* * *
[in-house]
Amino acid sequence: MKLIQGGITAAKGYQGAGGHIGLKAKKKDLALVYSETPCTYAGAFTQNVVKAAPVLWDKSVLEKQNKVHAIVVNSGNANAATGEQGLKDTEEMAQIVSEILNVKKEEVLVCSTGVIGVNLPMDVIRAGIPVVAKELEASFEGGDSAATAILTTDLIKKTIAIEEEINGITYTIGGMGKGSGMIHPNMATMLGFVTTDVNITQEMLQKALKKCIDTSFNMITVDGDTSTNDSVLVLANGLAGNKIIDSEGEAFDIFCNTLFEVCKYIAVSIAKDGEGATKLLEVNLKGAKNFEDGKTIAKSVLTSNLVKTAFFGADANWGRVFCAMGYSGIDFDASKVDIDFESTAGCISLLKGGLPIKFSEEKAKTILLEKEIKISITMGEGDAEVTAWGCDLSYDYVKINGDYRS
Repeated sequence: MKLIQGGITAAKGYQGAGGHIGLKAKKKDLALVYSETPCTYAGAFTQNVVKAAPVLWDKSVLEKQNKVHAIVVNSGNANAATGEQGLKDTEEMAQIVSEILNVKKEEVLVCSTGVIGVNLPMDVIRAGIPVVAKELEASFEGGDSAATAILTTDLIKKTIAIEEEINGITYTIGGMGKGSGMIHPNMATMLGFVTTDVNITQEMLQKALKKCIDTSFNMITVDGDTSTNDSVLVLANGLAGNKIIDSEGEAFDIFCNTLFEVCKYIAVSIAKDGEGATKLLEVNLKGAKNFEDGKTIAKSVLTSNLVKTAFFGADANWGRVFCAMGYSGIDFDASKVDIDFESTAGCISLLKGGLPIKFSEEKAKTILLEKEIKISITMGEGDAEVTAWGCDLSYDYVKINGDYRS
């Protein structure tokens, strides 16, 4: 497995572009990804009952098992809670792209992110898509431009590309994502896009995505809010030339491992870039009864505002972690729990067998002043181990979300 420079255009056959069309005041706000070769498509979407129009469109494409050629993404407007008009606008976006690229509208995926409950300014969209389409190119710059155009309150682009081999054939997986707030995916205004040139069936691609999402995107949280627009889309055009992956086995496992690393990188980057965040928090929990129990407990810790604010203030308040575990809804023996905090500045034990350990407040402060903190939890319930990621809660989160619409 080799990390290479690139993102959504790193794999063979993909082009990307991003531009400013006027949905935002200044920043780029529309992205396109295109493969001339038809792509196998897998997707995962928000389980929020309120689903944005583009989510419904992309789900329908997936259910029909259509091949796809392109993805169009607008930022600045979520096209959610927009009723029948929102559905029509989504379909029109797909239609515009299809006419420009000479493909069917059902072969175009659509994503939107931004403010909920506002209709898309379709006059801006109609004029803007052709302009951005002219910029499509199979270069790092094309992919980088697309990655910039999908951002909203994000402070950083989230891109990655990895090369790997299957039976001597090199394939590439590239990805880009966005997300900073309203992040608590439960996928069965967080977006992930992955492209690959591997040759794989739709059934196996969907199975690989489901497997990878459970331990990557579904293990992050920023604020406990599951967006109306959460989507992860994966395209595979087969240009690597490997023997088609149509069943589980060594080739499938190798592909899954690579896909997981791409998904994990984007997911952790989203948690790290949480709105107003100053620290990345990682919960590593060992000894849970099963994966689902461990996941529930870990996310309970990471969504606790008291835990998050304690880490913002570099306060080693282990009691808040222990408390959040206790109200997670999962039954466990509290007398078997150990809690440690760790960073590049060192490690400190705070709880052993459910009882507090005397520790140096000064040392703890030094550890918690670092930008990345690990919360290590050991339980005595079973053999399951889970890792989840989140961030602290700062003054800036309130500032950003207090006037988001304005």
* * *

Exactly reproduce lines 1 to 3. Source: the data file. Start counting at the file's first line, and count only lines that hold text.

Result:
[in-house]
Amino acid sequence: MKLIQGGITAAKGYQGAGGHIGLKAKKKDLALVYSETPCTYAGAFTQNVVKAAPVLWDKSVLEKQNKVHAIVVNSGNANAATGEQGLKDTEEMAQIVSEILNVKKEEVLVCSTGVIGVNLPMDVIRAGIPVVAKELEASFEGGDSAATAILTTDLIKKTIAIEEEINGITYTIGGMGKGSGMIHPNMATMLGFVTTDVNITQEMLQKALKKCIDTSFNMITVDGDTSTNDSVLVLANGLAGNKIIDSEGEAFDIFCNTLFEVCKYIAVSIAKDGEGATKLLEVNLKGAKNFEDGKTIAKSVLTSNLVKTAFFGADANWGRVFCAMGYSGIDFDASKVDIDFESTAGCISLLKGGLPIKFSEEKAKTILLEKEIKISITMGEGDAEVTAWGCDLSYDYVKINGDYRS
Repeated sequence: MKLIQGGITAAKGYQGAGGHIGLKAKKKDLALVYSETPCTYAGAFTQNVVKAAPVLWDKSVLEKQNKVHAIVVNSGNANAATGEQGLKDTEEMAQIVSEILNVKKEEVLVCSTGVIGVNLPMDVIRAGIPVVAKELEASFEGGDSAATAILTTDLIKKTIAIEEEINGITYTIGGMGKGSGMIHPNMATMLGFVTTDVNITQEMLQKALKKCIDTSFNMITVDGDTSTNDSVLVLANGLAGNKIIDSEGEAFDIFCNTLFEVCKYIAVSIAKDGEGATKLLEVNLKGAKNFEDGKTIAKSVLTSNLVKTAFFGADANWGRVFCAMGYSGIDFDASKVDIDFESTAGCISLLKGGLPIKFSEEKAKTILLEKEIKISITMGEGDAEVTAWGCDLSYDYVKINGDYRS